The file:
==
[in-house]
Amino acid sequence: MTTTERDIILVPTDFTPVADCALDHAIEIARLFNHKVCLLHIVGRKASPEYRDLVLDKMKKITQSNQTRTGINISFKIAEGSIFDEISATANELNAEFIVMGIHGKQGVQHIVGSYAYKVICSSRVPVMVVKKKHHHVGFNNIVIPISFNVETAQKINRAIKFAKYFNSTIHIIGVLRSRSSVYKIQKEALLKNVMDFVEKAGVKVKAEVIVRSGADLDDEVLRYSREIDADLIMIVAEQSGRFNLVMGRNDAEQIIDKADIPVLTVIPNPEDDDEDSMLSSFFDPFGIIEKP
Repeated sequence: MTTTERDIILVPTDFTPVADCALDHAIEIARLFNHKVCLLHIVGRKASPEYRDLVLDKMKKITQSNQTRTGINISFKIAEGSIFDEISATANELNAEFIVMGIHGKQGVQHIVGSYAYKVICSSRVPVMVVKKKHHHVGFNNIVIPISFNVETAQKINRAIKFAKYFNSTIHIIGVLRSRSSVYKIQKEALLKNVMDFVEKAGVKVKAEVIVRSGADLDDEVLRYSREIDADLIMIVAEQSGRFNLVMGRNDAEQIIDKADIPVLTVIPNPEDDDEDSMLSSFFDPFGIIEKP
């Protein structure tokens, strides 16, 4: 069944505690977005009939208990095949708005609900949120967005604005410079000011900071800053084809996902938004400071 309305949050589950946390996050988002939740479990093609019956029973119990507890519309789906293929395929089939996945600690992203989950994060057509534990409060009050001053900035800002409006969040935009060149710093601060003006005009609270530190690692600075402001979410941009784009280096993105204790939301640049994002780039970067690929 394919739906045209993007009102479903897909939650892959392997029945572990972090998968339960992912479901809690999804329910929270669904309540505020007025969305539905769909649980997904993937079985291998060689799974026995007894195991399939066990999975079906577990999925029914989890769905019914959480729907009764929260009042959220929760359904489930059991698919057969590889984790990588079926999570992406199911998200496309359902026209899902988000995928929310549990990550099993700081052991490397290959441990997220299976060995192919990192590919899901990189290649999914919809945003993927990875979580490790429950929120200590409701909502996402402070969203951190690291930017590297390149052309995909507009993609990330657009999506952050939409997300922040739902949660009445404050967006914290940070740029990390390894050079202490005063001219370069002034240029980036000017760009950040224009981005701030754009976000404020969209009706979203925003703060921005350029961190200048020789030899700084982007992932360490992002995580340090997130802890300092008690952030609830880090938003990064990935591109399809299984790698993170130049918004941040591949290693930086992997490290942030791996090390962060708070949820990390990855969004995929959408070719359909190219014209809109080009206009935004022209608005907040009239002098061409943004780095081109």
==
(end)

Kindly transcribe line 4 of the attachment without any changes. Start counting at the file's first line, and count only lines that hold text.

């Protein structure tokens, strides 16, 4: 069944505690977005009939208990095949708005609900949120967005604005410079000011900071800053084809996902938004400071 309305949050589950946390996050988002939740479990093609019956029973119990507890519309789906293929395929089939996945600690992203989950994060057509534990409060009050001053900035800002409006969040935009060149710093601060003006005009609270530190690692600075402001979410941009784009280096993105204790939301640049994002780039970067690929 394919739906045209993007009102479903897909939650892959392997029945572990972090998968339960992912479901809690999804329910929270669904309540505020007025969305539905769909649980997904993937079985291998060689799974026995007894195991399939066990999975079906577990999925029914989890769905019914959480729907009764929260009042959220929760359904489930059991698919057969590889984790990588079926999570992406199911998200496309359902026209899902988000995928929310549990990550099993700081052991490397290959441990997220299976060995192919990192590919899901990189290649999914919809945003993927990875979580490790429950929120200590409701909502996402402070969203951190690291930017590297390149052309995909507009993609990330657009999506952050939409997300922040739902949660009445404050967006914290940070740029990390390894050079202490005063001219370069002034240029980036000017760009950040224009981005701030754009976000404020969209009706979203925003703060921005350029961190200048020789030899700084982007992932360490992002995580340090997130802890300092008690952030609830880090938003990064990935591109399809299984790698993170130049918004941040591949290693930086992997490290942030791996090390962060708070949820990390990855969004995929959408070719359909190219014209809109080009206009935004022209608005907040009239002098061409943004780095081109």